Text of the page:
Sunday, March 25, 2007
Here is a post from the AFL-CIO Blog that points to the continuing challenge many workplaces face in dealing with bullying bosses:
This week, a new study by the Employment Law Alliance finds that 45 percent of workers say an abusive boss has bullied them.
The poll defined bullying boss actions as yelling, rudely interrupting, publicly criticizing, making sarcastic jokes and teasing remarks and giving dirty looks. These actions take a serious emotional and psychological toll on workers and reduce workplace productivity, say employment experts.
Stanford professor Robert P. Sutton, author of The No Asshole Rule—Building a Civilized Workplace and Surviving One That Isn’t, says:
This national survey adds to a growing mountain of evidence showing the abuse of power is a rampant problem in the American workplace.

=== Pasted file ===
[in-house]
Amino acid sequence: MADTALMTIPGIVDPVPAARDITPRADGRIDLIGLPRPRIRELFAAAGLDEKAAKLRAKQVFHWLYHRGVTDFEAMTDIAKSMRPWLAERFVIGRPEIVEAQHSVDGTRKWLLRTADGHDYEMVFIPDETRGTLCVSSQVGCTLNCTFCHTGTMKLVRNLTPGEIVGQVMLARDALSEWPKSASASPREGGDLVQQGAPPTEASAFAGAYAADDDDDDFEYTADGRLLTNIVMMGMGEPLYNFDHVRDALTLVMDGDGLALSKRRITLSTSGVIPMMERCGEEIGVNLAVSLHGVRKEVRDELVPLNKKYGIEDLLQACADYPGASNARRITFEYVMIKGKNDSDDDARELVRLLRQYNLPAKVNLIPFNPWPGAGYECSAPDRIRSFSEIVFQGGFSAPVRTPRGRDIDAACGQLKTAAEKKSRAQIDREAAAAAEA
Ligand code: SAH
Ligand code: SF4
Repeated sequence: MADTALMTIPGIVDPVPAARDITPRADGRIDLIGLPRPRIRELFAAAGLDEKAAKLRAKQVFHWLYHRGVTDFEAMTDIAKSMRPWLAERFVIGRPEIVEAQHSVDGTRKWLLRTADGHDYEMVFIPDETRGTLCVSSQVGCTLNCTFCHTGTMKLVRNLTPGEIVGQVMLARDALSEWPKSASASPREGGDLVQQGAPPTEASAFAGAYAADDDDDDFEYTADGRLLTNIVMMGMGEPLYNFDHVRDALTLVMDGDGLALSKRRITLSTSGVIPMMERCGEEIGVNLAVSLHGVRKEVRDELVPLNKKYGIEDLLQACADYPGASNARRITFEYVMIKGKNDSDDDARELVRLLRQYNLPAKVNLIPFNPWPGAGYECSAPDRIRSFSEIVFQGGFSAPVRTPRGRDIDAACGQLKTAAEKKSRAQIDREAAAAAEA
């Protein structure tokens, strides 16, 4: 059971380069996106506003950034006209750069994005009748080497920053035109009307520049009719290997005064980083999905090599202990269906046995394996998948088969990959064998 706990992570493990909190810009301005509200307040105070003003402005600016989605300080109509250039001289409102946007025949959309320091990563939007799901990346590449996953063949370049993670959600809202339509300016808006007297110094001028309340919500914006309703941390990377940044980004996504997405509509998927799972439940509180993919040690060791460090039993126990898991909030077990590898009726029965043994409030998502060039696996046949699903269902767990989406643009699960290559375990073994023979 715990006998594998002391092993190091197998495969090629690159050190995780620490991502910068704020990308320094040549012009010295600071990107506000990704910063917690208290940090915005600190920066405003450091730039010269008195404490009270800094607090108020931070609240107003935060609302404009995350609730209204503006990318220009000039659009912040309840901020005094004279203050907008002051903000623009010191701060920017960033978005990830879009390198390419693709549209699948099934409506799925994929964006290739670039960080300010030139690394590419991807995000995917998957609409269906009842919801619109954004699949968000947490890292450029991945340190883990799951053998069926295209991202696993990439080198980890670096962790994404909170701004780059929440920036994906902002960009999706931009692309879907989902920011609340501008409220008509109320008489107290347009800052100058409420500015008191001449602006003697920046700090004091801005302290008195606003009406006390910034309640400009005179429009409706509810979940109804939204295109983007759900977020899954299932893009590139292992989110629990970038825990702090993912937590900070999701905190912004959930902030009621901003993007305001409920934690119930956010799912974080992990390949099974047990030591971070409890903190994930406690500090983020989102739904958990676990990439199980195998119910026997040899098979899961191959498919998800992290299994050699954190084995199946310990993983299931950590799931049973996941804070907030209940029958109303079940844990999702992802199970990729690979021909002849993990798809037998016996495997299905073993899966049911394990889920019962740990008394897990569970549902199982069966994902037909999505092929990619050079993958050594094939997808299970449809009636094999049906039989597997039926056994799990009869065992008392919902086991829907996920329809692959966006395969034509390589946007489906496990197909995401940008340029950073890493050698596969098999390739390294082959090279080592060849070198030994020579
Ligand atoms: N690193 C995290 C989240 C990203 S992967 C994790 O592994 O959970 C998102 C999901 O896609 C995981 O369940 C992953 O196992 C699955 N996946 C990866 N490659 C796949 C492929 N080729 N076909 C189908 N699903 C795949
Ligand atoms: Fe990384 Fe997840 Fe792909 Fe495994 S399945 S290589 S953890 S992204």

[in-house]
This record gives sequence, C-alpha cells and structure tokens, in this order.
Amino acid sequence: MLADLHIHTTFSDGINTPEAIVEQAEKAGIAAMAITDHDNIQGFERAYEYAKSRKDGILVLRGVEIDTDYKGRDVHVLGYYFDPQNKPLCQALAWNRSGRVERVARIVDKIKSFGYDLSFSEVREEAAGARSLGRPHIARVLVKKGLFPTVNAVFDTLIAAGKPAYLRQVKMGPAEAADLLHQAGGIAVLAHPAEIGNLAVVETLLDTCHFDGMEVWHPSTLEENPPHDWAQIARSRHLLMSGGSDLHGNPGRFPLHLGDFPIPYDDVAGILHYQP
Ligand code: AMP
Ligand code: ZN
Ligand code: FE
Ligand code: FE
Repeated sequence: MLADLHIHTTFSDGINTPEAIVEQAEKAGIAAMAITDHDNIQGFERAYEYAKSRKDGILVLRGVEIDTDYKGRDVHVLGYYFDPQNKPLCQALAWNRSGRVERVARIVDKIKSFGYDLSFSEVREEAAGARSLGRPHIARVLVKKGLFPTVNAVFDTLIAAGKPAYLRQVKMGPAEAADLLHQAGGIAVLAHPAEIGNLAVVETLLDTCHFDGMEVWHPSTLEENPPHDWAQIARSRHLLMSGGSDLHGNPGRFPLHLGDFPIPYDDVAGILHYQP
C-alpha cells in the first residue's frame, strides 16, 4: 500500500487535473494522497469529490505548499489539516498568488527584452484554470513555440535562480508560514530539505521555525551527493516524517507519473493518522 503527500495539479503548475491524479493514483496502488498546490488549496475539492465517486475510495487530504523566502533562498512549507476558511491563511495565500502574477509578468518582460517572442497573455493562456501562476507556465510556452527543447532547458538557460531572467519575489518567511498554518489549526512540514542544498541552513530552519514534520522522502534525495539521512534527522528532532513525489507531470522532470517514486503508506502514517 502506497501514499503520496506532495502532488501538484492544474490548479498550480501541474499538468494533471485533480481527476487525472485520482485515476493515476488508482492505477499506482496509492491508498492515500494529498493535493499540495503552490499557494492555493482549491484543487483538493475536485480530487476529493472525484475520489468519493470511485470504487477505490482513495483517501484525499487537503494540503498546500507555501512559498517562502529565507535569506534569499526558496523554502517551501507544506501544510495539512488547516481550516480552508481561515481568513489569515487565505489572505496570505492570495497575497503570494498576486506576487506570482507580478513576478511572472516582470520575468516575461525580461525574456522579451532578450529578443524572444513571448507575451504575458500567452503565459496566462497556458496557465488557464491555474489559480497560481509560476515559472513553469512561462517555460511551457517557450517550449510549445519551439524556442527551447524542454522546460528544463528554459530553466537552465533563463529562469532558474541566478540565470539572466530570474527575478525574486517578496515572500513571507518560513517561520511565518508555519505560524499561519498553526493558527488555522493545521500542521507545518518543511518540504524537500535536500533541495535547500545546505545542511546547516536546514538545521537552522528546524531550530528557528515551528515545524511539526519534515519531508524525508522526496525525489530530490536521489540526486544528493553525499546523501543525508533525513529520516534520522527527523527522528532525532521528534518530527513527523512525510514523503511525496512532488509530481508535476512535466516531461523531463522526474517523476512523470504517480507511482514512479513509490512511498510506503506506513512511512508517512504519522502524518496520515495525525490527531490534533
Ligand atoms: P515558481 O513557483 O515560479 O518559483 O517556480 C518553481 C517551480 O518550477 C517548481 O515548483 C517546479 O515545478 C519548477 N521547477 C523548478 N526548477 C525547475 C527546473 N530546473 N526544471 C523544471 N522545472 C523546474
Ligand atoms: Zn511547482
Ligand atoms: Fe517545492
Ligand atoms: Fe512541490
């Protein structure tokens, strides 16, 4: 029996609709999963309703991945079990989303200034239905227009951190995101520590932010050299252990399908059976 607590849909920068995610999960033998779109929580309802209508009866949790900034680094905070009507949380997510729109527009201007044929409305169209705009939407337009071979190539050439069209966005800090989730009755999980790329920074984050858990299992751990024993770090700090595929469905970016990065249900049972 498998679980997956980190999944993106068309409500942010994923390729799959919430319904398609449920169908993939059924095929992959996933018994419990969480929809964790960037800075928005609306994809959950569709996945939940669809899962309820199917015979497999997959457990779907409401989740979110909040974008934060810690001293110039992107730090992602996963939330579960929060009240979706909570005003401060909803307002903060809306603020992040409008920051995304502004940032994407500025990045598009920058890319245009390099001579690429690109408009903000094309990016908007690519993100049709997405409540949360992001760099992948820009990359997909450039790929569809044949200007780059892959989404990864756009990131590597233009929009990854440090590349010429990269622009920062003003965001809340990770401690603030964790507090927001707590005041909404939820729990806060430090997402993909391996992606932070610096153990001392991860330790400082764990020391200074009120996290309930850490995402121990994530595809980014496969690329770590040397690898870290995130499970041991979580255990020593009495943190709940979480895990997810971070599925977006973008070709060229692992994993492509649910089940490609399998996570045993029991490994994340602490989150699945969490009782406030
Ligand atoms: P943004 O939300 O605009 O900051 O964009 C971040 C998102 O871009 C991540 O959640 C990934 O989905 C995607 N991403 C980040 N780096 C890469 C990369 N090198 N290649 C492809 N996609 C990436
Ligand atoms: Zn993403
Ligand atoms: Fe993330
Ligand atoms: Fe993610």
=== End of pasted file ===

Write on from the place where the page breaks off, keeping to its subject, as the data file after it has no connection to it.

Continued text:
If there is any good news here, it is that the Workplace Bullying Institute reports that nine state legislatures are in the process of debating legislation which would give employees some degree of legal protection against abusive bosses.
The AFL-CIO blog post also points out that those interested can get more information on anti-bullying legislation and advice on how to deal with a bully boss from www.bullybusters.org.
Update: For a different take on the "office asshole" issue, see Lisa Takeuchi Cullen's comments at Time's Work In Progress Blog. She writes: "I'm not condoning asshole behavior at work--far from it. But I am saying that we ought to look beyond the behavior at the person. That's not always easy, or even possible, in a workplace setting."